(Pilonidal Sinus; Pilonidal Abscess)
A pilonidal cyst is a fluid-filled pocket in the skin near the tailbone.
The cyst is not serious but can become infected. It should therefore be treated.
When a pilonidal cyst gets infected, it forms an abscess. The abscess eventually drains pus through a sinus. A sinus is an opening between a cyst or other internal structure and the outside.
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A pilonidal cyst may be caused by:
- A defect from birth that allows an infection to develop
- A hair follicle infection
- Ingrown hairs
- Injury, rubbing, or skin irritation to the area
Pilonidal cysts are more common in males and young adults. Other things that raise the risk are:
- A personal or family history of pilonidal disease
- Large amounts of hair in the area
- Midline skin pits or a deep buttocks crack
- Continuous bouncing when seated, such as horseback riding or cycling
- Sitting for long periods of time
A pilonidal cyst may cause:
- Painful swelling in the area just above the tailbone
- A foul smell or pus draining from that area
The doctor will ask about symptoms and past health. A physical exam will be done. This is enough to diagnose a pilonidal cyst.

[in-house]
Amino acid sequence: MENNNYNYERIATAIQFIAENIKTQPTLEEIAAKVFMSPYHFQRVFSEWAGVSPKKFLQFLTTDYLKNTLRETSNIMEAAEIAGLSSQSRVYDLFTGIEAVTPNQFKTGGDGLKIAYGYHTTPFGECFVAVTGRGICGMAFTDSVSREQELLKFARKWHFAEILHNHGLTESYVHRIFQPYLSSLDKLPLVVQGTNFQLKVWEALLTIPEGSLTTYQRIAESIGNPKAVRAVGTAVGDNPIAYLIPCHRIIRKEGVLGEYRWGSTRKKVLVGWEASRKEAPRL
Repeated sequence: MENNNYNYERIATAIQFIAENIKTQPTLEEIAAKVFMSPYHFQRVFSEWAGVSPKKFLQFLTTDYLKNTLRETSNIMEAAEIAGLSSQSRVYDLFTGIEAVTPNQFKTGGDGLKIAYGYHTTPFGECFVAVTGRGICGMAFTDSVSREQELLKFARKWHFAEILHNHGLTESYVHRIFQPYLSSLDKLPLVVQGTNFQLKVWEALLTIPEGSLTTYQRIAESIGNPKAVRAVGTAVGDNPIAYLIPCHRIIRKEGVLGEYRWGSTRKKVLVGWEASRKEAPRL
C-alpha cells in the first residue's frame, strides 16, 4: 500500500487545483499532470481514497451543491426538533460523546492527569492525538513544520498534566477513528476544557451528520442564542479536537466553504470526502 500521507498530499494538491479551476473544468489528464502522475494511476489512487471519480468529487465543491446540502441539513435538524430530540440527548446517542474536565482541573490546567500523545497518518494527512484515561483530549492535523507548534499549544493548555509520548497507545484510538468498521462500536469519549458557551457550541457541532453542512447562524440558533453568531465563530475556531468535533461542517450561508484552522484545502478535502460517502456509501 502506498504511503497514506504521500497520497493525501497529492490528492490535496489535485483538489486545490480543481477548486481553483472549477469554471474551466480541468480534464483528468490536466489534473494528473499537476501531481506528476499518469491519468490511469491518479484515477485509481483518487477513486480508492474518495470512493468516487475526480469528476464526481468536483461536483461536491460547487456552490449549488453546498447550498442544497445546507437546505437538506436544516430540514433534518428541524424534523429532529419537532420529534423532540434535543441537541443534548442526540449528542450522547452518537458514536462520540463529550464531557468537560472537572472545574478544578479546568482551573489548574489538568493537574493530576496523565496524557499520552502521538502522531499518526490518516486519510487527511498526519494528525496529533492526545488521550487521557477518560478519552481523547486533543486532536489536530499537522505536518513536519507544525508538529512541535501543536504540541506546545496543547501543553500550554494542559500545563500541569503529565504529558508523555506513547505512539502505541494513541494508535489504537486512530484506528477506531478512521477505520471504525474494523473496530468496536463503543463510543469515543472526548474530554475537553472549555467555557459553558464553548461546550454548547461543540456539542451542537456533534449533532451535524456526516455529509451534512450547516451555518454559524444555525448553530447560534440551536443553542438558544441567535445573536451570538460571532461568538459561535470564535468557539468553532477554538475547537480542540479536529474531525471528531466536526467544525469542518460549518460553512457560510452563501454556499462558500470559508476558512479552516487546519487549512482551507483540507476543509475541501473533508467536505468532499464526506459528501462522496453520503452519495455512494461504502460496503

Treatment will depend on:
- How severe the condition is—if there is an abscess or sinus
- If the person has had the condition before
- How fast the person recovers
Options that may help include:
- Warm water soaks—to ease symptoms
- Cutting and draining the cyst—done in the doctor's office
- Antibiotics by IV or applied to the skin—do not heal cysts on their own
Other treatments may include:
- Laser therapy—to remove hair that could cause cysts to grow back
- Phenol injections—to treat and prevent mild and moderate cysts
Surgery is an option if:
- The cyst has gotten worse and formed a sinus
- Cysts are chronic—keep coming back
With surgery all affected tissue needs to be removed. The surgeon might close the wound with sutures or leave it open to heal from the inside.
To help reduce the risk of a pilonidal abscess:
- Keep the area clean and dry.
- Avoid sitting for a long time on hard surfaces.
- Shave hair from the area.
- Talk to the doctor about laser hair removal
- Johnson EK, Vogel JD, et al. The American Society of Colon and Rectal Surgeons' Clinical Practice Guidelines for the Management of Pilonidal Disease. Dis Colon Rectum. 2019;62(2):146-157.
- Pilonidal cyst. Cleveland Clinic website. Available at:https://my.clevelandclinic.org/health/diseases/15400-pilonidal-disease.
- Pilonidal cyst. Family Doctor—American Academy of Family Physicians website. Available at: https://familydoctor.org/condition/pilonidal-cyst.
- Pilonidal disease. EBSCO DynaMed website. Available at: https://www.dynamed.com/condition/pilonidal-disease.
- Pilonidal sinus and cysts. Children's Hospital of Philadelphia website. Available at: http://www.chop.edu/conditions-diseases/pilonidal-sinus-and-cysts.
- Mark Arredondo, MD
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